The UNSDSN itself observes, in its 2020 World Happiness Report, that “one might criticize our ranking for relying only on subjective indicators.”
While the UN World Happiness Report does cite six underlying factors for a country’s happiness – gross domestic product (GDP) per capita, social support, life expectancy, freedom to make life choices, generosity, and corruption levels – they serve more as an exposition to a country’s ranking rather than to directly affect it.
Furthermore, the variables for analyzing the happiness data appear to shift based on the themes of said year. However, akin to the six factors, they do not affect the ranking in any way.
In other words, what can be understood is that there is a lack of sufficient data or national studies to provide a neutral or objective ranking – an issue that the UNSDSN is well aware of.
“Measures of the quality of the social context, which have been shown in experiments and national surveys to have strong links to life evaluations and emotions, have not been sufficiently surveyed in the Gallup or other global polls, or otherwise measured in statistics available for all countries,” states the report in its method of analysis chapter.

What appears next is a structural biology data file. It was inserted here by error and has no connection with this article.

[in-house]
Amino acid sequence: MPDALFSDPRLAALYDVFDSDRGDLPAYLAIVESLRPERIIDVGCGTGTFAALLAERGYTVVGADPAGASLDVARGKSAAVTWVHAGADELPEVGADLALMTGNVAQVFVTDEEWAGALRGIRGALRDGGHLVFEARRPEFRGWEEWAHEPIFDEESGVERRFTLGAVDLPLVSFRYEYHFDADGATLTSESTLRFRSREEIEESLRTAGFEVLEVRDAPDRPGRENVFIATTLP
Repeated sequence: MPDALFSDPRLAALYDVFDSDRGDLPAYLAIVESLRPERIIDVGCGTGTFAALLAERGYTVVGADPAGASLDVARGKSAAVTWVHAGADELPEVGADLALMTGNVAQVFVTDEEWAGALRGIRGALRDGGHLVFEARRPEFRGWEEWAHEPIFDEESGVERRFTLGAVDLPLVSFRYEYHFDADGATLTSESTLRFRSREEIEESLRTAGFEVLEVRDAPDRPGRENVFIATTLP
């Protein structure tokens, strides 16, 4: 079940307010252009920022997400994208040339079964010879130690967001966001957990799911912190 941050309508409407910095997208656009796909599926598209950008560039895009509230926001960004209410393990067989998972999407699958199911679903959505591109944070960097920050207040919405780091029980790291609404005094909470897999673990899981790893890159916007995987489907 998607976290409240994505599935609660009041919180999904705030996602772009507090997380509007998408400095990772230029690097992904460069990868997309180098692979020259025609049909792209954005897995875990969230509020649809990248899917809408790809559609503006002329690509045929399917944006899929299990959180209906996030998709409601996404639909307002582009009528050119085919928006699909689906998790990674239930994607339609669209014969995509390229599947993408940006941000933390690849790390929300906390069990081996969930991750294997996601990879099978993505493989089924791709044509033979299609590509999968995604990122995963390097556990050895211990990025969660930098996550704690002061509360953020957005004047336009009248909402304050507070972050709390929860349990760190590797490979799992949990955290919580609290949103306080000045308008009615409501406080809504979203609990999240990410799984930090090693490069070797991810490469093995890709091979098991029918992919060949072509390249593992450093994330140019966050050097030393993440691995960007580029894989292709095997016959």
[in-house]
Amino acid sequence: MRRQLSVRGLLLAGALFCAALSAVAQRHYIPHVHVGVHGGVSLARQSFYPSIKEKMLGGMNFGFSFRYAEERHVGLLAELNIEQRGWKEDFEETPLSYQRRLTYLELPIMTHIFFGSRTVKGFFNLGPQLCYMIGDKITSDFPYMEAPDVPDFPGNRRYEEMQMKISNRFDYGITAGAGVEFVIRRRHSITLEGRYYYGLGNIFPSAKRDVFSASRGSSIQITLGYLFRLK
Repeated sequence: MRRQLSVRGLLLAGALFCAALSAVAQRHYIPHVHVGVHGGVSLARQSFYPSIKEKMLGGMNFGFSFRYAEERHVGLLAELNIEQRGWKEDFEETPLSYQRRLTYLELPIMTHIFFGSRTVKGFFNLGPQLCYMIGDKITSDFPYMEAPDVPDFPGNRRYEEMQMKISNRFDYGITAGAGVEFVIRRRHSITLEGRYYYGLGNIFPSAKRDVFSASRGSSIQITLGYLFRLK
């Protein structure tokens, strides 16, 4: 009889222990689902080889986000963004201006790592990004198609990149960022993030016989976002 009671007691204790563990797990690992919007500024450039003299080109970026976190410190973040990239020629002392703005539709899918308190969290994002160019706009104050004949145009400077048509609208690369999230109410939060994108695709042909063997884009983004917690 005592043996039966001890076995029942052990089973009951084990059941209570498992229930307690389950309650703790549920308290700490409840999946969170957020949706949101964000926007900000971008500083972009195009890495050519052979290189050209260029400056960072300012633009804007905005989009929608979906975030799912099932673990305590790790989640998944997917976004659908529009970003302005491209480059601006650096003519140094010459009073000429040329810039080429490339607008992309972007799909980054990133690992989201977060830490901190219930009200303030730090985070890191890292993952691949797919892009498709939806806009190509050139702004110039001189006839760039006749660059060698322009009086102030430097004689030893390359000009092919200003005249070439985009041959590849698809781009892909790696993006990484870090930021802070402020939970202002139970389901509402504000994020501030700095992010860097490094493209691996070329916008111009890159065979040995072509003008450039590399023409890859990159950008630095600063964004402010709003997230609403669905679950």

What does this mean for Egypt?
In the case of Egypt, it is likely that external variables play a crucial part in affecting the happiness of its citizens. Over the past decade, the Egyptian people have faced a myriad of political, economic, and global challenges.
This is evident in the reports, showing said variables have negatively impacted its overall happiness ranking. More specifically, it highlighted Egypt’s political and economic instability as causes for unhappiness in 2016 and as well as 2020.
Nevertheless, the trend in unhappiness, while not complete in observation, could still offer an idea of the general direction Egyptians have taken in terms of their happiness.
Increasing trends in Egyptians migrating elsewhere may also hint at an underlying sense of unhappiness domestically. According to the Central Agency for Public Mobilization and Statistics (CAPMAS), the number of Egyptians abroad in 2017 was estimated to be 10.247 million.
While some have rediscovered themselves abroad, migrating is not the answer to happiness for everyone. Cultural barriers and the difficulty of adaptation could have a negative effect on a person’s levels of happiness.
If trends are to play a role in helping us identify happiness, then one can expect Egypt to fall further down in the ranking once more by the end of 2022 as the Egyptian Pound free falls in value and supply shortages create an inflation in prices.
The UNSDSN’s findings are valuable and may offer a glimpse into the sentiments of Egypt’s society over the past decade. Through their findings, it can be recognized that Egypt’s happiness is yet to break the top 100 even.
Yet for anyone who lives in Egypt, there is always a ‘Am Helal in the neighborhood, reminding us that despite troubling times, Egyptians are a resilient people, who prefer to not dwell too much on societal struggles.